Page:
The south slopes of Grouse Mountain, including the areas surrounding the Grouse Grind, Baden Powell and BCMC trails will soon be officially designated as a regional park.
Metro Vancouver announced the change on Wednesday. It takes effect on May 1.
For 85 years, the 75-hectare area has been owned by the Greater Vancouver Water District, an arm of Metro Vancouver, but not the division responsible for parks.
“Our water services staff have been managing the Grind very capably over the last few years but it’s not their core business. It is our core business to manage recreational activity so we’re very pleased to be trusted to take it over. We’re looking forward to the challenge,” said Frieda Schade, division manager of parks and planning. “We’ll be putting up a kiosk, having some maps. It will look more park-like with a park entrance sign – just like any other regional park.”
The Grind will stay a seasonal trail, park patrollers will remain on the trail and Metro will still pay for the upkeep and upgrades. Beyond that, Metro is planning public consultations to collect ideas for what to do with the other trails on the land, including possible upgrades.
“If this is what’s decided the people want and we want and we’re willing to fund it, it gives us an opportunity to fix up that trail or other trails in the area. On the other hand, we might close some trials that are of lesser significance,” she said. “There will be people who do don’t want any trails fixed up and they like things the way they are. But, anyway, we want to get out there and hear what people have to say and we put together our plans accordingly.”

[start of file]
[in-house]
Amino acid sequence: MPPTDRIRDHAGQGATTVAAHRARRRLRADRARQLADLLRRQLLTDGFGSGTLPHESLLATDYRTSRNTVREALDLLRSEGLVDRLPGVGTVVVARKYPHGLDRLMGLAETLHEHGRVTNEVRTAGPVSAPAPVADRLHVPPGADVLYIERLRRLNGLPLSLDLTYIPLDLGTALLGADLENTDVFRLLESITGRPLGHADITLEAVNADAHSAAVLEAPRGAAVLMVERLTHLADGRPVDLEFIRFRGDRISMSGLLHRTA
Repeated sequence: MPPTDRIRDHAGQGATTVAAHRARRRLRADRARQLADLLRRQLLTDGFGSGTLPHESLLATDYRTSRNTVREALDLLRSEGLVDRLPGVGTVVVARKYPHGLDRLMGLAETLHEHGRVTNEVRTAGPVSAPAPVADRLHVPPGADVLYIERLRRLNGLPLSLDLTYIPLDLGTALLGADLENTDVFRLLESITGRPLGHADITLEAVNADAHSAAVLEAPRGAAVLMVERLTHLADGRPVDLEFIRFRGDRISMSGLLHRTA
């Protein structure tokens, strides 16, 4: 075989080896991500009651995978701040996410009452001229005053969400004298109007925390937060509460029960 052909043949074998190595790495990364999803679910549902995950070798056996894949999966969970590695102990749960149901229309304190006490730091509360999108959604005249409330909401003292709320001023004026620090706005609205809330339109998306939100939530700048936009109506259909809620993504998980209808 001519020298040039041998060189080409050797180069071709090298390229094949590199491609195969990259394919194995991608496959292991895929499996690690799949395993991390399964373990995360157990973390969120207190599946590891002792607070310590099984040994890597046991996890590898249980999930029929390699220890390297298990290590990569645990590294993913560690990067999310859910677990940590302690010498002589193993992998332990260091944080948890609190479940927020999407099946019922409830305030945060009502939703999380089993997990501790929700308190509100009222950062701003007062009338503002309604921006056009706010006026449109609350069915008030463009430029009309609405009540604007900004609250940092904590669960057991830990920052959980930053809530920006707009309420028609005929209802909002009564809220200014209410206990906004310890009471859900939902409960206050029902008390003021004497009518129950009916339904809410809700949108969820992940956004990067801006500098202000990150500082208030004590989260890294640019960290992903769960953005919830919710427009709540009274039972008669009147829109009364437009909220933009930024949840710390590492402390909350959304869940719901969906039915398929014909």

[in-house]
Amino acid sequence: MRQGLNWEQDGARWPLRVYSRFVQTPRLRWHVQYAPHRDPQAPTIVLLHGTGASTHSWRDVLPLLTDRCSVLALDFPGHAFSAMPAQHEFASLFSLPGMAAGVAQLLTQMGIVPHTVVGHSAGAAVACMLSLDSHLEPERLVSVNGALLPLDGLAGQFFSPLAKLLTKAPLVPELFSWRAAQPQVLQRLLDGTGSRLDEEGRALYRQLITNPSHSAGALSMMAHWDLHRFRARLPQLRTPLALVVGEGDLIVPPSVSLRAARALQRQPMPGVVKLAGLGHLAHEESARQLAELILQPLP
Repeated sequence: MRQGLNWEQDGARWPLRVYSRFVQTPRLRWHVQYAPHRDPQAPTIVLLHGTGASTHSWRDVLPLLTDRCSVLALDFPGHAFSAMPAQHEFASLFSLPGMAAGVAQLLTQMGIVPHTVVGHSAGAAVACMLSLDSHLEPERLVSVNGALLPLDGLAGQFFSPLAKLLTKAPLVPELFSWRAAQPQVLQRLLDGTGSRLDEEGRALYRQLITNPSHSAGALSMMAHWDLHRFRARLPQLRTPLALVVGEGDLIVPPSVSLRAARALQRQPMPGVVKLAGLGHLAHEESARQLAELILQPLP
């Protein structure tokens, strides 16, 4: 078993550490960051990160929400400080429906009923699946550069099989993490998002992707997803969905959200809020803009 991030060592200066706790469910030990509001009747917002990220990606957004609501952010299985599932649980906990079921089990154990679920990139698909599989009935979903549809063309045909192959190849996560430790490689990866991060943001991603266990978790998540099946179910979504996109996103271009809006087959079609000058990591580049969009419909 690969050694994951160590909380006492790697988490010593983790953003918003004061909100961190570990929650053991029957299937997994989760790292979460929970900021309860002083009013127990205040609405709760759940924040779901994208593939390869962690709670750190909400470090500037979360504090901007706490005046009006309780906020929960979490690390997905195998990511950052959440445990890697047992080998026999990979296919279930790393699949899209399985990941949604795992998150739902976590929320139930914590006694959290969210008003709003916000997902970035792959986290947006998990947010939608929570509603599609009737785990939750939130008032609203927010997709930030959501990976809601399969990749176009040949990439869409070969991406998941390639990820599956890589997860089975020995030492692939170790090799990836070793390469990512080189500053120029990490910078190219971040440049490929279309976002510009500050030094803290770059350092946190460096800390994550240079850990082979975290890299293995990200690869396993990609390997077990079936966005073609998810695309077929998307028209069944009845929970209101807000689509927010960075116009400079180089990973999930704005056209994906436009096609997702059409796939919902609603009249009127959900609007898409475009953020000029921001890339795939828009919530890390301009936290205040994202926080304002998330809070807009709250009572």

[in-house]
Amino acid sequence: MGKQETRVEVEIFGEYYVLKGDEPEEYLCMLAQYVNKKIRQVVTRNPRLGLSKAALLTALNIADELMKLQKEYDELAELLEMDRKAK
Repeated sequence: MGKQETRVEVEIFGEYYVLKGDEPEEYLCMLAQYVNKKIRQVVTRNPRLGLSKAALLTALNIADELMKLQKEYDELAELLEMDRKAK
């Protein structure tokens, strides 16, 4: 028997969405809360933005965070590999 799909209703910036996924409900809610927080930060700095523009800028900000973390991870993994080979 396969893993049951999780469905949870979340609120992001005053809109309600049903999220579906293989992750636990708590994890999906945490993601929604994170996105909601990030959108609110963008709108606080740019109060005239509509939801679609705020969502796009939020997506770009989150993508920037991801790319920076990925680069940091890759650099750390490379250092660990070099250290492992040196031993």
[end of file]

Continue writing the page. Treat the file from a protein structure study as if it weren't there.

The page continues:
Grouse Mountain Resorts Ltd., which is in the process of selling its operations and selling its operations and 485 hectares of property, will remain the leaseholder for the parking lots, ski resort and gondolas, and revenues collected from parking and the Skyride down will still go to Grouse.
“That’s a little bit different than most regional parks, and that’s not something we can do anything about,” Schade said. “With any new operators or owners, we look forward to establishing a working relation.”
Local blogger and parks advocate Steve Jones said the change will probably be a good move for park users.
Jones said he’d like to see a review of the issue of public parking and the flow of funds.
“Metro Vancouver now has a park without really any good way for people to access it,” he said. “Unless they’re taking transit, which is a good option for sure, but I think there may be some reasonable questions there. Are we just maintaining a trail for the resort?
Jones said he’d also like to see Metro consider allowing experienced backcountry users onto the trails during off-hours or in the winter, rather than shutting them out entirely.